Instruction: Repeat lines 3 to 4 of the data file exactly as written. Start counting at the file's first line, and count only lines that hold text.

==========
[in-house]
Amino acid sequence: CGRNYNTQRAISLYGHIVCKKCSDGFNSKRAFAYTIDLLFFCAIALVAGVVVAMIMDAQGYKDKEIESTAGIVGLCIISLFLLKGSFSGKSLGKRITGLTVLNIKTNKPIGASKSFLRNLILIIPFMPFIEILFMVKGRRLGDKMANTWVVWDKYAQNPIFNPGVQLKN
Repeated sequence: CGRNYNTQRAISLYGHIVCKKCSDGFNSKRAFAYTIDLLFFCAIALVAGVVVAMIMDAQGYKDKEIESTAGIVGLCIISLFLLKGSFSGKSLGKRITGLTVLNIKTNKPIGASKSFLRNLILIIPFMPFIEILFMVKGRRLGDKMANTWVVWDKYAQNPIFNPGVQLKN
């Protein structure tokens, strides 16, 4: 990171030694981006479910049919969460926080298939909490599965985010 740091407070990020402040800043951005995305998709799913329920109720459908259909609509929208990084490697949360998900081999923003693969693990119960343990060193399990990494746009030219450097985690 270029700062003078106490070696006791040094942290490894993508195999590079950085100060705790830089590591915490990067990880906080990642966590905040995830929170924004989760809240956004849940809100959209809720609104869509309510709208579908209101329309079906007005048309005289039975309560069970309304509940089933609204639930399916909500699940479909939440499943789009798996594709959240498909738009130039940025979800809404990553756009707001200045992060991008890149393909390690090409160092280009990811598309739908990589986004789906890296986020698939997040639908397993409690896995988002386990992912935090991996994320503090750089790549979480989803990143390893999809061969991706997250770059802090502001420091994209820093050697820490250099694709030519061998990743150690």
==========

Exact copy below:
Repeated sequence: CGRNYNTQRAISLYGHIVCKKCSDGFNSKRAFAYTIDLLFFCAIALVAGVVVAMIMDAQGYKDKEIESTAGIVGLCIISLFLLKGSFSGKSLGKRITGLTVLNIKTNKPIGASKSFLRNLILIIPFMPFIEILFMVKGRRLGDKMANTWVVWDKYAQNPIFNPGVQLKN
């Protein structure tokens, strides 16, 4: 990171030694981006479910049919969460926080298939909490599965985010 740091407070990020402040800043951005995305998709799913329920109720459908259909609509929208990084490697949360998900081999923003693969693990119960343990060193399990990494746009030219450097985690 270029700062003078106490070696006791040094942290490894993508195999590079950085100060705790830089590591915490990067990880906080990642966590905040995830929170924004989760809240956004849940809100959209809720609104869509309510709208579908209101329309079906007005048309005289039975309560069970309304509940089933609204639930399916909500699940479909939440499943789009798996594709959240498909738009130039940025979800809404990553756009707001200045992060991008890149393909390690090409160092280009990811598309739908990589986004789906890296986020698939997040639908397993409690896995988002386990992912935090991996994320503090750089790549979480989803990143390893999809061969991706997250770059802090502001420091994209820093050697820490250099694709030519061998990743150690």